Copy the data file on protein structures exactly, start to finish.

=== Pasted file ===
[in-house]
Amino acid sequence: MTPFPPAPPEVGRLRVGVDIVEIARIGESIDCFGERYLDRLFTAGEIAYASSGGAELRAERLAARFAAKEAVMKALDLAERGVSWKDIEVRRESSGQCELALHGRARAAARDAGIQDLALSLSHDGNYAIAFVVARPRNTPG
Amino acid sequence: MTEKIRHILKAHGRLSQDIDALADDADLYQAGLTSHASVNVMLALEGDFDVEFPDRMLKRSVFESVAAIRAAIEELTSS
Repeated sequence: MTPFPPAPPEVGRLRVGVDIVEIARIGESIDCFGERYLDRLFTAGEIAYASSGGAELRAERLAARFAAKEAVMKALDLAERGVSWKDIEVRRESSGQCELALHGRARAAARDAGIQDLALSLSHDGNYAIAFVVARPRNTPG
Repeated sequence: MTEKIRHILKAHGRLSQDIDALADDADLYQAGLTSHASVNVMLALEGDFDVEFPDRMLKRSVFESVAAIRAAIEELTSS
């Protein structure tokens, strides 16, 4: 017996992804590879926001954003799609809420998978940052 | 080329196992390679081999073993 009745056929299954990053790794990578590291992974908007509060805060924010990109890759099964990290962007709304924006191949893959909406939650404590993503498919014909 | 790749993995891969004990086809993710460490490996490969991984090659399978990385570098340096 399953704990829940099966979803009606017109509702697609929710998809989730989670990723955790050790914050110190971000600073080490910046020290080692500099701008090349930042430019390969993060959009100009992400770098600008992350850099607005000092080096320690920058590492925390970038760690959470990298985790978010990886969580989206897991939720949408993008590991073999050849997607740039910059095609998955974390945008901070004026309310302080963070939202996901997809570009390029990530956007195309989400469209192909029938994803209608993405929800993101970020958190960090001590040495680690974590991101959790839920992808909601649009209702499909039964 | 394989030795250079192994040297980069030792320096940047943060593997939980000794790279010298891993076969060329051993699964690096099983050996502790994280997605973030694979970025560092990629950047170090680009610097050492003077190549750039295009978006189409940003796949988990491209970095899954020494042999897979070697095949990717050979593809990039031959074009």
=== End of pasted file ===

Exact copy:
[in-house]
Amino acid sequence: MTPFPPAPPEVGRLRVGVDIVEIARIGESIDCFGERYLDRLFTAGEIAYASSGGAELRAERLAARFAAKEAVMKALDLAERGVSWKDIEVRRESSGQCELALHGRARAAARDAGIQDLALSLSHDGNYAIAFVVARPRNTPG
Amino acid sequence: MTEKIRHILKAHGRLSQDIDALADDADLYQAGLTSHASVNVMLALEGDFDVEFPDRMLKRSVFESVAAIRAAIEELTSS
Repeated sequence: MTPFPPAPPEVGRLRVGVDIVEIARIGESIDCFGERYLDRLFTAGEIAYASSGGAELRAERLAARFAAKEAVMKALDLAERGVSWKDIEVRRESSGQCELALHGRARAAARDAGIQDLALSLSHDGNYAIAFVVARPRNTPG
Repeated sequence: MTEKIRHILKAHGRLSQDIDALADDADLYQAGLTSHASVNVMLALEGDFDVEFPDRMLKRSVFESVAAIRAAIEELTSS
């Protein structure tokens, strides 16, 4: 017996992804590879926001954003799609809420998978940052 | 080329196992390679081999073993 009745056929299954990053790794990578590291992974908007509060805060924010990109890759099964990290962007709304924006191949893959909406939650404590993503498919014909 | 790749993995891969004990086809993710460490490996490969991984090659399978990385570098340096 399953704990829940099966979803009606017109509702697609929710998809989730989670990723955790050790914050110190971000600073080490910046020290080692500099701008090349930042430019390969993060959009100009992400770098600008992350850099607005000092080096320690920058590492925390970038760690959470990298985790978010990886969580989206897991939720949408993008590991073999050849997607740039910059095609998955974390945008901070004026309310302080963070939202996901997809570009390029990530956007195309989400469209192909029938994803209608993405929800993101970020958190960090001590040495680690974590991101959790839920992808909601649009209702499909039964 | 394989030795250079192994040297980069030792320096940047943060593997939980000794790279010298891993076969060329051993699964690096099983050996502790994280997605973030694979970025560092990629950047170090680009610097050492003077190549750039295009978006189409940003796949988990491209970095899954020494042999897979070697095949990717050979593809990039031959074009």